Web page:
AI and Cyber Security - Grave New World

The recent cyber attack on organisations around the world, including our very own NHS, has been in the minds of professionals for a long time yet nonetheless for many others has clearly been something of a wake-up call. In the near future, as artificial intelligence (AI) systems become more capable, we will begin to see more automated and increasingly sophisticated social engineering attacks. 

The rise of AI-enabled cyberattacks is expected to cause an explosion of network penetrations, personal data thefts, and an epidemic-level spread of intelligent computer viruses. Ironically, perhaps our best hope to defend against AI-enabled hacking is by using AI.  Yet this is very likely to lead to an AI arms race, the consequences of which potentially may be catastrophic in the long term, especially as big government actors join the cyber wars.

A lot has been written about problems that might arise with the arrival of “true AI,” either as a direct impact of such inventions or because of a programmer’s error. However, intentional malice in design and AI hacking have not been addressed to a sufficient degree in the existing scientific literature. It’s fair to say that when it comes to dangers from a purposefully unethical intelligence, anything is possible. According to Bostrom’s orthogonality thesis, an AI system can potentially have any combination of intelligence and goals. Such goals can be introduced either through the initial design, or through hacking - or introduced later, as per an off-the-shelf software: ‘just add your own goals’.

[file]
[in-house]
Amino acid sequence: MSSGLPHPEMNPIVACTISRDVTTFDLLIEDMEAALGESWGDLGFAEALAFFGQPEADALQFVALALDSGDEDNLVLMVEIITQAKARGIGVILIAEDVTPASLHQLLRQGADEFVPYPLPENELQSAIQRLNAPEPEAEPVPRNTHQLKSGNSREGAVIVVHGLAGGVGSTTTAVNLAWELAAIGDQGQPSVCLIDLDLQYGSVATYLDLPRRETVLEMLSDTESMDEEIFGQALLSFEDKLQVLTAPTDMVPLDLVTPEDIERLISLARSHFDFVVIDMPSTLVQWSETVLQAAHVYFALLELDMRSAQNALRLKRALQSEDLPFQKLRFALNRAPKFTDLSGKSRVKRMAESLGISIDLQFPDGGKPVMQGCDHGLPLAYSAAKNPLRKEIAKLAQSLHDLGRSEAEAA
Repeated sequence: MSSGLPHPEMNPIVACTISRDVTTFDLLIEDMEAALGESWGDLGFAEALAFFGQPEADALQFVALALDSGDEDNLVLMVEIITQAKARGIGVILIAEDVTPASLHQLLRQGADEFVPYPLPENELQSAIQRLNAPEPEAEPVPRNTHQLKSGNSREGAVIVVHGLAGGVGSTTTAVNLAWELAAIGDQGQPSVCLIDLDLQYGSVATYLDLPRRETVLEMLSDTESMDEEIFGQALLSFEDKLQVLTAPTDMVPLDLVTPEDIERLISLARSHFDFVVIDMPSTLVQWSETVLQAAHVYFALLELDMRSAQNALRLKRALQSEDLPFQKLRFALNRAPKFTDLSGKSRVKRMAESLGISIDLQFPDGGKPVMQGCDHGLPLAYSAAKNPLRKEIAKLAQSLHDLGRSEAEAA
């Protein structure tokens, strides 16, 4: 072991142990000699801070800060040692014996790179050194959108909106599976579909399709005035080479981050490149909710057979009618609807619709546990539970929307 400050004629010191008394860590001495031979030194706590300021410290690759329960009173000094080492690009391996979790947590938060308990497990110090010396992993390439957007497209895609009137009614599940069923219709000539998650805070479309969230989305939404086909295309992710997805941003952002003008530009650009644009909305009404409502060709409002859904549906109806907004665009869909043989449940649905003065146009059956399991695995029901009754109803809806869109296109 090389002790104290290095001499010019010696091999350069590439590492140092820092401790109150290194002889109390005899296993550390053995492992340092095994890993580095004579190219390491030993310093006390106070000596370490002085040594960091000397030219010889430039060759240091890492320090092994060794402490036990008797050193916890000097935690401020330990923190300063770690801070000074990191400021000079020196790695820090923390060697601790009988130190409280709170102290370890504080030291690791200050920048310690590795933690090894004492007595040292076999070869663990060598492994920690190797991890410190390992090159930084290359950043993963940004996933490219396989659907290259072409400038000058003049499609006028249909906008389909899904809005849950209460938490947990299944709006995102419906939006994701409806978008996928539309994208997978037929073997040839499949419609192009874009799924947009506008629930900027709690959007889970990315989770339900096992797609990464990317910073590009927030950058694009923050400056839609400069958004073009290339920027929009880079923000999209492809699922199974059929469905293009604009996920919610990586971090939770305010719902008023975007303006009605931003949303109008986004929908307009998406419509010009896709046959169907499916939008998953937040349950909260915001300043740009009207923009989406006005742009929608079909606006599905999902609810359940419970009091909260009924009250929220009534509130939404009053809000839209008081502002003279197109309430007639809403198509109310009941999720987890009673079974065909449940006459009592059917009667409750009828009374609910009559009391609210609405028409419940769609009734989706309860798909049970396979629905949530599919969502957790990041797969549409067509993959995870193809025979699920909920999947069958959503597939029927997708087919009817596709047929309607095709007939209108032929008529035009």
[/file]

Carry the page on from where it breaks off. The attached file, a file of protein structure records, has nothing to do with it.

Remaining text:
Even today, AI can be used to defend and to attack cyber infrastructure, as well as to increase the attack surface that hackers can target (ie the number of ways for hackers to get into a system). In the future, as AIs increase in capability - and so reach and then overtake humans in most domains of performance - the scale of the impact on our day to day lives may be very real indeed.  

If one of today’s cybersecurity systems fails the damage can be unpleasant but is tolerable in most cases: someone loses money or personal privacy. But for human-level AI (or above), the consequences could be catastrophic. A single failure of a Superintelligent AI system [SAI], where humans could no longer control it, could cause an existential risk event - an event that has the potential to damage human well-being on a global scale. With an SAI safety system, failure or success is a binary situation: Either you have a safe, controlled SAI or you don’t. 

The goal of cybersecurity in general is to reduce the number of successful attacks on a system; the goal of SAI safety, in contrast, is to make sure no attacks succeed in bypassing the safety mechanisms in place. The rise of brain-computer interfaces, in particular, will create a dream target for human and AI-enabled hackers. And brain-computer interfaces are not so futuristic - they’re already being used in medical devices and gaming for example. If successful, attacks on brain-computer interfaces would compromise not only critical information such as social security numbers or bank account numbers but also our deepest dreams, preferences, and secrets. In short, there is the potential to create unprecedented new dangers for personal privacy, free speech, equal opportunity, and any number of human rights.